Ohio business owners may end up in court when there is a vague term in a contract and each side thinks that it means something different. This is what happened in a recent lawsuit that record producer Quincy Jones filed against the estate of Michael Jackson. Unfortunately for Jones, an appeals court struck down much of the $9.2 million verdict that the jury had awarded him.
Jones filed a lawsuit against the pop star’s estate because two of his songs were used in a movie about Jackson and in Cirque du Soleil shows. Jones and Jackson had a contract that governed the use of Jones’ material. Jones was to be paid for “video shows” that featured his music.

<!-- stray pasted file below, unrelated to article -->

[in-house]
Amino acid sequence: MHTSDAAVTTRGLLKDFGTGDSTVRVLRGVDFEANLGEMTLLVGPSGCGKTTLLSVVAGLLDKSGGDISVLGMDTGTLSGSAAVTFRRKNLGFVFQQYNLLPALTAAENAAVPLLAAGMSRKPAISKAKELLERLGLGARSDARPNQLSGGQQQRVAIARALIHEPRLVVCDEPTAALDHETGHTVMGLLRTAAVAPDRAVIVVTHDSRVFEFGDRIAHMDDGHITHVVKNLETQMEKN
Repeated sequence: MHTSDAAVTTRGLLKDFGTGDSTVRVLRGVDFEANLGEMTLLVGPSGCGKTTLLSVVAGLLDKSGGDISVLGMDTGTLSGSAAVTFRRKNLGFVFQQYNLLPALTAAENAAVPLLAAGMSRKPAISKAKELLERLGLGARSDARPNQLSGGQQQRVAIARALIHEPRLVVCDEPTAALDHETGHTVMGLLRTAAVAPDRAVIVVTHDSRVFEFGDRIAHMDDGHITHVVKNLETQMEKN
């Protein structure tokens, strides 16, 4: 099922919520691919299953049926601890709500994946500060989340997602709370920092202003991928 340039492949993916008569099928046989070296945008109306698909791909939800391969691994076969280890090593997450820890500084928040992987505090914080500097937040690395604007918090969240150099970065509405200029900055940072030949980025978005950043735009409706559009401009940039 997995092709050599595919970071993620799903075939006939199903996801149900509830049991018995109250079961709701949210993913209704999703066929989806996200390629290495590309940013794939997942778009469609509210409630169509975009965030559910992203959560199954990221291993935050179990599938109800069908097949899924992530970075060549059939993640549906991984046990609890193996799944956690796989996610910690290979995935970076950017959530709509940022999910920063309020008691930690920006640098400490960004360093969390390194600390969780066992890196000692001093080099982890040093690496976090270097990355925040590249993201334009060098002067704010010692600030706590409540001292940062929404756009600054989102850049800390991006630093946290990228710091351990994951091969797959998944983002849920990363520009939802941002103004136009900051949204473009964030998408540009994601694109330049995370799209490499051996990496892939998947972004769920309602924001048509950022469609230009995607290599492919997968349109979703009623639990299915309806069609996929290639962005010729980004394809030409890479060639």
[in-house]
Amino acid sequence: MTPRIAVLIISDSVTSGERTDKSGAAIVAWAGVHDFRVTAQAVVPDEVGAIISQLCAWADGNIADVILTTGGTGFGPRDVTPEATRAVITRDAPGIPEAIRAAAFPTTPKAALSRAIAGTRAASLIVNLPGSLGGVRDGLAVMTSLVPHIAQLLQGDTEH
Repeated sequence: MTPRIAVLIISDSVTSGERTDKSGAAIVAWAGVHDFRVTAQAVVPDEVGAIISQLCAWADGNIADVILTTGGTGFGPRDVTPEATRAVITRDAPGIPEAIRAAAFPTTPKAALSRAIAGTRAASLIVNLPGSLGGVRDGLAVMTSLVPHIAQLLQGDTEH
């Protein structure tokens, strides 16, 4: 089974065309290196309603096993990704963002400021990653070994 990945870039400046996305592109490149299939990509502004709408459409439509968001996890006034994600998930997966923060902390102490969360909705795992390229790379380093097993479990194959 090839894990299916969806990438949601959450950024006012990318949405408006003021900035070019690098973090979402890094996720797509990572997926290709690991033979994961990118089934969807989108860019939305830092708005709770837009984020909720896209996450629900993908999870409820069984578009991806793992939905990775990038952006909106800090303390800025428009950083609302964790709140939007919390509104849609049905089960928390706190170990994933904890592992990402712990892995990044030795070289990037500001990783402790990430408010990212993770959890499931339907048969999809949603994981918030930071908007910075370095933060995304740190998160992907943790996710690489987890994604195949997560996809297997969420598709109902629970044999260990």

In his lawsuit, Jones claimed that the movie and the live performance were video shows within the meaning of the contractual term that entitled him to payment. The trial court agreed with him when it awarded him the money. However, the appeals court found that the term in the contract did not support payment for these two uses. It did leave intact a $2.5 damages award for the unauthorized use of the master recordings of these songs. However, Jones ended up losing when a contractual term that he negotiated many years ago failed to protect him when the type of media changed in the future.
This is a common occurrence in business contracts. People negotiate contracts and then find out years later that they are not protected in the way they think. Then, they need the help of a business litigation attorney when the matter ends up being disputed between the two parties. The stakes in business litigation are high, and an attorney may help protect the business from liability or work to preserve needed revenues.